1.2.2.1. *If more than one sign change in profit signature, not unique *NPV related to indicators, can't with IRR *profit from outset, won't exist. *Not really telling you much more then what NPV is *Easy to understand however

1.3. Discounted payback period

1.3.1. what is it

1.3.1.1. Policy duration at which profits emerged so far have PV of zero. Time taken for company to recover initial investment with interest at RDR

1.3.2. how good is it as a profit criterion

1.3.2.1. Doesn't usually agree with NPV - ignores cash flow after DPP Shorter DPP doesn't mean greater NPV. If have limited capital, might prefer this

1.4. Which Criterion

1.4.1. NPV most common, not much info in DPP. Common approach - Use NPV in terms of initial sales cost, and make reference to DPP. For given NPV, chose one with shortest DPP. DPP more used in product design then in pricing.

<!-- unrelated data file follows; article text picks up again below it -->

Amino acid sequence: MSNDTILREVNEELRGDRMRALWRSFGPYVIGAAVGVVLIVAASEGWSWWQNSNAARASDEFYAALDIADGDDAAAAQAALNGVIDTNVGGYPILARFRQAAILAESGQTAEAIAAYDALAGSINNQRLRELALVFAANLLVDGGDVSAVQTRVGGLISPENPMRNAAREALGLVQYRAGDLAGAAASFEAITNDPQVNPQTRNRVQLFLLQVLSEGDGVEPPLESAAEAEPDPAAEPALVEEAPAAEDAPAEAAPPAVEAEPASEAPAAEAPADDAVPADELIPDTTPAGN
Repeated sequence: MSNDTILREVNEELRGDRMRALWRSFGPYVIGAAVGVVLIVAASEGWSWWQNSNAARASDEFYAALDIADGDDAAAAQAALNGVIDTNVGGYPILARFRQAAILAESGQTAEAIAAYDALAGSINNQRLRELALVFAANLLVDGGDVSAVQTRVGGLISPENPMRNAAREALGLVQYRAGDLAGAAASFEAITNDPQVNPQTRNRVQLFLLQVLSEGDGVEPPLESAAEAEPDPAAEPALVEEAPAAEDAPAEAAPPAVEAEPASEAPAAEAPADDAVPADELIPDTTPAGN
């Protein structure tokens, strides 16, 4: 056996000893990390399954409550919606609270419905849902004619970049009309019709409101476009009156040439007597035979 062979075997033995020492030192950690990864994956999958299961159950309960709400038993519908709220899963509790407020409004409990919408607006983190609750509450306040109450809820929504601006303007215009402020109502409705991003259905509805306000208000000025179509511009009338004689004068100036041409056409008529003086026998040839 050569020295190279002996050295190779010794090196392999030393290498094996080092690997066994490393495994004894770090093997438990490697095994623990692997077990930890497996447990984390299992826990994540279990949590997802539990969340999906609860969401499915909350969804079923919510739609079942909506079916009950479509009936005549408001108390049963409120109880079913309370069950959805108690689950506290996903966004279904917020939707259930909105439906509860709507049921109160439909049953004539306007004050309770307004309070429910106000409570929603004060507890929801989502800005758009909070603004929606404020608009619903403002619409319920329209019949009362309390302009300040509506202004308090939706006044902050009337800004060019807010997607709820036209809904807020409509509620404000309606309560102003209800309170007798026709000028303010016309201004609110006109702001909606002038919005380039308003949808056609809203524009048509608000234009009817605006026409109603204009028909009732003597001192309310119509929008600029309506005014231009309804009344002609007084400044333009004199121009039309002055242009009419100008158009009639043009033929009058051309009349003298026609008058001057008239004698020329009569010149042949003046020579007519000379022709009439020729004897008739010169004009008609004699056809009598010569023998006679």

1.5. Single figure summarising the relative efficiency of contracts with different profit signatures.

2. 2. Marketability

2.1. Consider premiums, charges for marketability. Reconsideration of: *Design of product - remove feature that increases riskiness of net cashflow or include differentiation item *Distn channel - may permit revision of assumptions, higher premium, without loss of marketability. *Profit requirement *Whether to proceed with marketing the product

3. 3. Competitveness

3.1. Premium tariff tested against market